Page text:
Alkyl peroxy radicals (RO2) are key intermediates in the low-temperature oxidation of hydrocarbons, a process prevalent both in atmospheric and combustion chemistry. Given that peroxy radicals are involved in many complex reaction mechanisms whose rates can be greatly affected by the structural form of the alkyl peroxy, it is desirable to have a diagnostic technique which can distinguish between different peroxies (RO2 vs. R'O2) as well as between different isomers and conformers of the same RO2. Previous spectroscopic studies of the Ã – X˜ electronic transition of these alkyl peroxy radicals (located in the near-infrared (NIR)) have shown this to be a diagnostic that is selective among different RO2 and among different isomers and conformers. However, this transition is quite weak and hence requires a sensitive spectroscopic technique to detect it, given the low concentration typical of reactive intermediates. Cavity ringdown spectroscopy (CRDS) overcomes this challenge by providing a longer effective absorption path length.
Moderate resolution NIR spectra of methyl peroxy (CH3O 2), ethyl peroxy (C2H5O2), and pentyl peroxy (C5H11O2) have been obtained by room-temperature CRDS. In CH3O2, spectral features such as the Ã – X˜ origin and other vibrational bands were assigned to a single isomer and conformer, while in C2H5O2 we observed origin bands for both predicted stable conformers, trans and gauche. In C5H 11O2, we observed a unique electronic spectrum for each of its eight isomers, with multiple conformer origins for each isomer also resolved. Spectral assignments for all three peroxy radicals have been aided by quantum chemistry calculations of the band origin positions, as well as X and A state vibrational frequencies. Combining this data with that previously acquired for propyl (C3H7O2) and butyl (C4H 9O2) peroxies, we are able to develop a more systematic understanding of the spectroscopy of this electronic transition, namely what influence a change in the structure of the alkyl peroxy has on the location and structure of its electronic spectrum. Finally, this dissertation concludes with the moderate resolution NIR spectrum of vinyl peroxy (C2H3O 2), the smallest member in a new homologous series of peroxy radicals, namely the alkenyl peroxies.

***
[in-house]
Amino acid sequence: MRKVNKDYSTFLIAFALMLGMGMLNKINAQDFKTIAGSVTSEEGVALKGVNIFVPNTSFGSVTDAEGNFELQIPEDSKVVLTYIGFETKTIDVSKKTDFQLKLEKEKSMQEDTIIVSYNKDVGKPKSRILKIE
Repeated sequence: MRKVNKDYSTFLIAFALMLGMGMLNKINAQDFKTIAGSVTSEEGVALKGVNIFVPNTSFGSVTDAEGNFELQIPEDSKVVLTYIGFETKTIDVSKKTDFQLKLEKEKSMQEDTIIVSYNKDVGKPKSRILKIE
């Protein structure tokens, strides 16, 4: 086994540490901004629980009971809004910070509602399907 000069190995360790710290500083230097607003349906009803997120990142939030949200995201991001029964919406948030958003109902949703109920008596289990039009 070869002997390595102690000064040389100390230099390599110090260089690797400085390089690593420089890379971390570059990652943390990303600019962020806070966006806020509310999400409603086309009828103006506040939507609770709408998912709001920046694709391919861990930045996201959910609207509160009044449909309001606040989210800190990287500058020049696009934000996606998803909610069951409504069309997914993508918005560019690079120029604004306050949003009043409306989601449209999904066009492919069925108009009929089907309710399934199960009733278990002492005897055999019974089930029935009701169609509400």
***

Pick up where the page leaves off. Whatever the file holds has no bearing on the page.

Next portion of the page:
|Advisor:||Miller, Terry A.|
|Commitee:||Hadad, Christopher M., McCoy, Anne B.|
|School:||The Ohio State University|
|School Location:||United States -- Ohio|
|Source:||DAI-B 78/11(E), Dissertation Abstracts International|
|Keywords:||Cavity ringdown spectroscopy, Peroxy radicals|
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